Gathering up the folds of her sari, Tulsi Devi Saxena shuffles out of Delhi’s piercing sun into the dim light of her dormitory. Nailed on the wall outside is a blue board listing the bed number and name of the 13 elderly women living in the state-run home.
Inside, the walls are plastered with images of Hindu gods and Sikh gurus, but not a single family photograph. Oblivious life Tulsi Devi has a big family, living near to the bluntly named Old Age Home, where the 81-year-old lives. She and her late husband worked as cooks to bring up their four daughters and two sons.
She has adult grandchildren, daughters and son-in-laws. She opens a dented metal cupboard filled with biscuits, sugar, soap, linen and saris: her life’s possessions. “I used to think that because I had children — a full family to rely on — I’d never have to worry. I never expected I’d end up living on charity.”
It is three years since Tulsi Devi was driven out of her youngest daughter’s home by her son-in-law. Not so extended anymore The extended family, in which several generations live together and care for older members under one roof, is splitting apart. The result is that urban Indian families are going nuclear: in just two decades the average size of an Indian household has shrunk from six members to four.
Besides, a generation of middle-class women have began seeking career..from less than one per cent to 15 per cent in just one decade. What is driving women out of the home is the sudden appeal of two incomes in a country where shiny new malls are filling with consumables unknown to earlier generations. Separated for peace Delhi-based, Renu Kumar, 36, looks nervously towards her husband, Pavan, 43, when asked about her parents-in-law.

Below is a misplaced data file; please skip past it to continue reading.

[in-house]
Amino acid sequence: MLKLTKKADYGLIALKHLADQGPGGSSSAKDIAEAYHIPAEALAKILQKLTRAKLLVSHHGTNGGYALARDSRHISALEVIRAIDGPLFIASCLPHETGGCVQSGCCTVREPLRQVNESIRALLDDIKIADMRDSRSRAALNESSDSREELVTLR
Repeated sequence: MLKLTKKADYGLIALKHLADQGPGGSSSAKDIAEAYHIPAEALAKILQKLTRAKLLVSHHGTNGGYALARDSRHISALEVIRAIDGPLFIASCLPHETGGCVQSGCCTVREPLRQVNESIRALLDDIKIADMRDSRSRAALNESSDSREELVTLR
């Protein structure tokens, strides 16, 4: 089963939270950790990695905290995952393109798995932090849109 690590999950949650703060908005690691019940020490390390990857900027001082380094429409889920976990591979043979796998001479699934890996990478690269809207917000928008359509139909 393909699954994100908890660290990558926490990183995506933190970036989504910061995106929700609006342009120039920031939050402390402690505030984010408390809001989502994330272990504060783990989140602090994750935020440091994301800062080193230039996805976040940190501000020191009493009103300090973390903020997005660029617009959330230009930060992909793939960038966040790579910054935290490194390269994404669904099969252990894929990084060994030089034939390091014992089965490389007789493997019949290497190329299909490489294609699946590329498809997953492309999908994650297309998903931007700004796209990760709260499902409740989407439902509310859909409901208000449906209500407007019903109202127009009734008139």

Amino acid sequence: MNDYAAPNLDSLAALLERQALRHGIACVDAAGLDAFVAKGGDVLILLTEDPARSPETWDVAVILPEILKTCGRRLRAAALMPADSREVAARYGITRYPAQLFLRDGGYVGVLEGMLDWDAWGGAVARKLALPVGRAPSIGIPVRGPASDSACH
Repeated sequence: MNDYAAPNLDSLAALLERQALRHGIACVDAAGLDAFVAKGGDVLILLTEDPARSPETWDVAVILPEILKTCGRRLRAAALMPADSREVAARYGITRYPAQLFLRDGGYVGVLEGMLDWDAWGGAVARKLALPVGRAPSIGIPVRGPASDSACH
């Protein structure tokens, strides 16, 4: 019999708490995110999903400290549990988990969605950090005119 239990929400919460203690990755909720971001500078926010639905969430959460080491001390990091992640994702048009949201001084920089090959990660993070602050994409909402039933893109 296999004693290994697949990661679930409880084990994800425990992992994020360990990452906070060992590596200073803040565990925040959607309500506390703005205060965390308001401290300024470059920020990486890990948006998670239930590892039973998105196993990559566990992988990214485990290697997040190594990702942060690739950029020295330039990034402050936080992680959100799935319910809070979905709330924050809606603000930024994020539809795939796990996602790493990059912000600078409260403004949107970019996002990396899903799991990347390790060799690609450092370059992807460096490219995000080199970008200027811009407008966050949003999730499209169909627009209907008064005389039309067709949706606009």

The couple, who have two boys aged 11 and nine, lived with Pavan’s parents for 11 of the 13 years they have been married. But 18 months ago their joint family split with her in-laws moving into a rented apartment nearby.
“I always felt I failed to come up to their expectations. They said I wasn’t doing a good job taking care of the kids; that I didn’t make the right food; I was giving too much time to myself and not enough to them,” she explains.
Squabbles galore “My mother-in-law has never worked and never understood the problem of how women are under pressure at home and at work.” Pavan still calls on his parents every day and helps them financially. “Individualism and being self-centred wasn’t part of the way I was brought up. I miss my parents.” Pavan’s father, Jeet Ram Lohani, 82, never imagined that he and his wife, Premawati, 70, would live alone.
“Renu never used to listen. She never took our advice,” snaps Premawati. United and happy But that’s not the case in the Jain household. Pankaj Jain, 30, approves of the system: “I don’t feel the pressure of responsibilities. My parents are always there to take care of me. It's never crossed my mind to separate from them.”
His wife, Dipti, 23, who also grew up in the extended family, says her mother-in-law is like her own mum. “The way they both point out my mistakes — like if I'm making the lunch too slowly,” she smiles without irony.
Living in a nuclear family would make the dual responsibilities of childcare and the home hard to juggle, she says. “I’m young so I may not have enough knowledge and experience about how to raise children. They’ve seen an entire life and can give that to our children,” she says.